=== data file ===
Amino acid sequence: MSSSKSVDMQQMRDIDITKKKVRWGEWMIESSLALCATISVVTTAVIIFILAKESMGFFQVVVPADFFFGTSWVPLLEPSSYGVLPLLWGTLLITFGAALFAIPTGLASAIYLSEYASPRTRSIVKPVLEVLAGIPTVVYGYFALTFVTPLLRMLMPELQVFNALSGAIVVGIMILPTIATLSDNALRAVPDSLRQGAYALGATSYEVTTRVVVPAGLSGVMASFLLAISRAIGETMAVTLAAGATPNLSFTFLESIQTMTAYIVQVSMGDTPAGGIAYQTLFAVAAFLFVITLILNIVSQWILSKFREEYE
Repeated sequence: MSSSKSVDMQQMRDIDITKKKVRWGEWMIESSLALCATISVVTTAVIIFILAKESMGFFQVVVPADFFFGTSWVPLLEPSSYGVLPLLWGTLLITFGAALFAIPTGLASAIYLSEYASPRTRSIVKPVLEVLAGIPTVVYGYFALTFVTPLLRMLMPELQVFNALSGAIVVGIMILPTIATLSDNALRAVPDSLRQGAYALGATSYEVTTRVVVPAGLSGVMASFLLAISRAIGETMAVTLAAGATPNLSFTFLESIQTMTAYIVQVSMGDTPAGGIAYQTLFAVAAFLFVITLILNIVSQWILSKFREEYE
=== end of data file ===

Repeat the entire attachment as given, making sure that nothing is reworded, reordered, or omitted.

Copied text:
Amino acid sequence: MSSSKSVDMQQMRDIDITKKKVRWGEWMIESSLALCATISVVTTAVIIFILAKESMGFFQVVVPADFFFGTSWVPLLEPSSYGVLPLLWGTLLITFGAALFAIPTGLASAIYLSEYASPRTRSIVKPVLEVLAGIPTVVYGYFALTFVTPLLRMLMPELQVFNALSGAIVVGIMILPTIATLSDNALRAVPDSLRQGAYALGATSYEVTTRVVVPAGLSGVMASFLLAISRAIGETMAVTLAAGATPNLSFTFLESIQTMTAYIVQVSMGDTPAGGIAYQTLFAVAAFLFVITLILNIVSQWILSKFREEYE
Repeated sequence: MSSSKSVDMQQMRDIDITKKKVRWGEWMIESSLALCATISVVTTAVIIFILAKESMGFFQVVVPADFFFGTSWVPLLEPSSYGVLPLLWGTLLITFGAALFAIPTGLASAIYLSEYASPRTRSIVKPVLEVLAGIPTVVYGYFALTFVTPLLRMLMPELQVFNALSGAIVVGIMILPTIATLSDNALRAVPDSLRQGAYALGATSYEVTTRVVVPAGLSGVMASFLLAISRAIGETMAVTLAAGATPNLSFTFLESIQTMTAYIVQVSMGDTPAGGIAYQTLFAVAAFLFVITLILNIVSQWILSKFREEYE